Vd1Productive and non-productive functions of forests are strongly affected by their health condition and abiotic and biotic damage. Both direct and indirect economic and environmental impacts of forest damage are very significant. „Forest protection” is a term used in the most diverse, narrow or broad, sense. Forest protection is a field of science comprehending the forecast, prevention, elimination of damage, and the reduction of harmful Vd2effects. In the narrow sense, as a field of study, it is actually the healthcare of forests. However, modern forest protection has a much broader scope than merely the protection of trees of economic value. Talking about the healthy functioning of forest ecosystems including the decrease of the risk of forest damages of different sources it is not enough to consider stands only. More and more results have proved that previously neglected elements (e.g. weed trees, herbaceous Vd3plants, dead trees etc.), besides their relations to nature conservation, have also a number of positive effects on the stability, self-controlling ability, and health of forests. This will significantly reduce the risk of severe damages of forests and their negative economic and ecological effects. Forest protection is actually a field of science, which, among others, combines the results of site survey, silviculture, pathology, entomology, ecology, biochemistry, and those of plant breeding. Today, technology-based stand protection related first of all to plantations becomes more distinguished from the ecology-based forest Vd4protection related to semi-natural forests. Compared to elimination technologies prevention has an increasing importance in forest protection, forest healthcare. However, with the development of plantation wood production, we also need the development of effective but environmental-friendly eliminating technologies. In this respect the expansion of short rotation energy crops is also a new challenge. In the last decades, both biotic and abiotic damages are apparently growing in Hungarian forests. The increase in the number of non-native invasive pests and pathogens is rapidly accelerating both in Europe and in Hungary. These facts will most probably lead to the growing importance of forest protection and that of the value of this research field in the future.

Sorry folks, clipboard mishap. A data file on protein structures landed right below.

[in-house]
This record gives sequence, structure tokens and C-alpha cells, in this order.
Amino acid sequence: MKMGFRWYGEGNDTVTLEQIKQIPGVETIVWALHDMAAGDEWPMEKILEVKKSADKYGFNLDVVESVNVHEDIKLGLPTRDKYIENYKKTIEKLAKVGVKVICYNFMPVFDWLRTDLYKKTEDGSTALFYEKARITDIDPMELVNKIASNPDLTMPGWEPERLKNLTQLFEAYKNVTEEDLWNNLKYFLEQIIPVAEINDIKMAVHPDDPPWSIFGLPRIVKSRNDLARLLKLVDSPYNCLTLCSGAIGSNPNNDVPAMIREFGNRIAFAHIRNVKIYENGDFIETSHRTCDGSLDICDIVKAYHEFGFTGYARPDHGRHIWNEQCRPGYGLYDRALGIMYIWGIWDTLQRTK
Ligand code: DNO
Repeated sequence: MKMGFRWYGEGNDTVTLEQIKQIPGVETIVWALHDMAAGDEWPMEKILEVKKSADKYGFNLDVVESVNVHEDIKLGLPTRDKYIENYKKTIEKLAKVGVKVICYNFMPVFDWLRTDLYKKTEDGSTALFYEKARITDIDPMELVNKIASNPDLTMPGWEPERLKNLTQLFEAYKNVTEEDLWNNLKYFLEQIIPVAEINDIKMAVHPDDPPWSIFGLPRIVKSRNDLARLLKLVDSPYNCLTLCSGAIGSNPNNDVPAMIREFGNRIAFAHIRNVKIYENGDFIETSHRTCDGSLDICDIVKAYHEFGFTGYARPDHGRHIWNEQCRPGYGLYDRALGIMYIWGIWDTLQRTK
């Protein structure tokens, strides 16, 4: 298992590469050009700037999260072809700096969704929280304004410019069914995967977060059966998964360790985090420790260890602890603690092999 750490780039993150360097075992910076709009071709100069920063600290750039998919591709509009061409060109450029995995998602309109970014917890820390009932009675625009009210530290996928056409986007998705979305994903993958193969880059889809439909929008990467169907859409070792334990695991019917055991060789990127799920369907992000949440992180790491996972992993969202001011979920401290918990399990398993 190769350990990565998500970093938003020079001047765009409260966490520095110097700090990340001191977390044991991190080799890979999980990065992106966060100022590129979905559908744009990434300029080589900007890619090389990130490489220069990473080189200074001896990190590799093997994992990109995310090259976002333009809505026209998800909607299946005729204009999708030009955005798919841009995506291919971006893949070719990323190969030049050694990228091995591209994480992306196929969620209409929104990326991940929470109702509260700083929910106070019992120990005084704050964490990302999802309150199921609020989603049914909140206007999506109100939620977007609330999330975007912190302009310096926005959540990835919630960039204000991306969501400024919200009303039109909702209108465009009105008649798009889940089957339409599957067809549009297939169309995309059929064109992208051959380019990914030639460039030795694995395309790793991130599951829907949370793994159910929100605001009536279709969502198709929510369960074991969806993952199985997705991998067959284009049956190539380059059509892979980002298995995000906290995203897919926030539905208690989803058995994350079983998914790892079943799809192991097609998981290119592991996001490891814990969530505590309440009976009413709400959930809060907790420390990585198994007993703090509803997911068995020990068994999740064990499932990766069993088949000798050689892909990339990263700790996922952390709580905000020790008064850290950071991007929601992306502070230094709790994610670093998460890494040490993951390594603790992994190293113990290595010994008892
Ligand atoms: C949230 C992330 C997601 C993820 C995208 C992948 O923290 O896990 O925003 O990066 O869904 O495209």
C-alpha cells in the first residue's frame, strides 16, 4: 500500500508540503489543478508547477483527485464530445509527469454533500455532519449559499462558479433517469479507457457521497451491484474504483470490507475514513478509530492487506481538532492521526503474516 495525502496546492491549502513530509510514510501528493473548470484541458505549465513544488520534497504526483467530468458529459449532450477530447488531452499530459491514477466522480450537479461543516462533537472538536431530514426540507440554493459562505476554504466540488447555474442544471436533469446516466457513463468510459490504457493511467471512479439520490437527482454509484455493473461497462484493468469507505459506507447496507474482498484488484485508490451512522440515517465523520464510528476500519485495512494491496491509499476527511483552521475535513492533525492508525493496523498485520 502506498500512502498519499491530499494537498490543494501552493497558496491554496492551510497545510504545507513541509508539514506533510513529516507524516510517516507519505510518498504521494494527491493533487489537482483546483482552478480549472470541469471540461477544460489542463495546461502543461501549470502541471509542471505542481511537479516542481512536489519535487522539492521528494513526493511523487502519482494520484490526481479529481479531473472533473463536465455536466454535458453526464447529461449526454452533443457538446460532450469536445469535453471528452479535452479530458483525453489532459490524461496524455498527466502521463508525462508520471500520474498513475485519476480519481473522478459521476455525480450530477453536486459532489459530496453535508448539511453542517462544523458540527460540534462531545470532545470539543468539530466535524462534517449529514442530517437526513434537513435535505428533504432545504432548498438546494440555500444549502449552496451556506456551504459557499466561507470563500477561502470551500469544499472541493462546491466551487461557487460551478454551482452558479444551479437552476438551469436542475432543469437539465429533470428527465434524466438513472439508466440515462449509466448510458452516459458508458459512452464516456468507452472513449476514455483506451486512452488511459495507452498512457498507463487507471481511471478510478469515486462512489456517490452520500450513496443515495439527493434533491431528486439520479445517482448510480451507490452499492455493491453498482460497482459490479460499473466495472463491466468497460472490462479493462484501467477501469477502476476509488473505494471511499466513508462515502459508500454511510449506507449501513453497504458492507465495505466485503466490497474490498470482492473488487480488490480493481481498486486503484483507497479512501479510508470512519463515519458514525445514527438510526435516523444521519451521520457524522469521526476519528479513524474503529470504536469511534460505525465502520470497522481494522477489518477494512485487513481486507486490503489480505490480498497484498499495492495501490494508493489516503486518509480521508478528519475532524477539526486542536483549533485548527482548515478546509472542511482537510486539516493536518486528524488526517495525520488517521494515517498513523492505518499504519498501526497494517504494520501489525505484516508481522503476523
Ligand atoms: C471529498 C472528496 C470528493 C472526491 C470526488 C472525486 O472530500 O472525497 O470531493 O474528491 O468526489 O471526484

The Damage caused by the cockchafer (Melolontha spp.) in the area of Valkó Forestry of the Pilis Park Forest Co.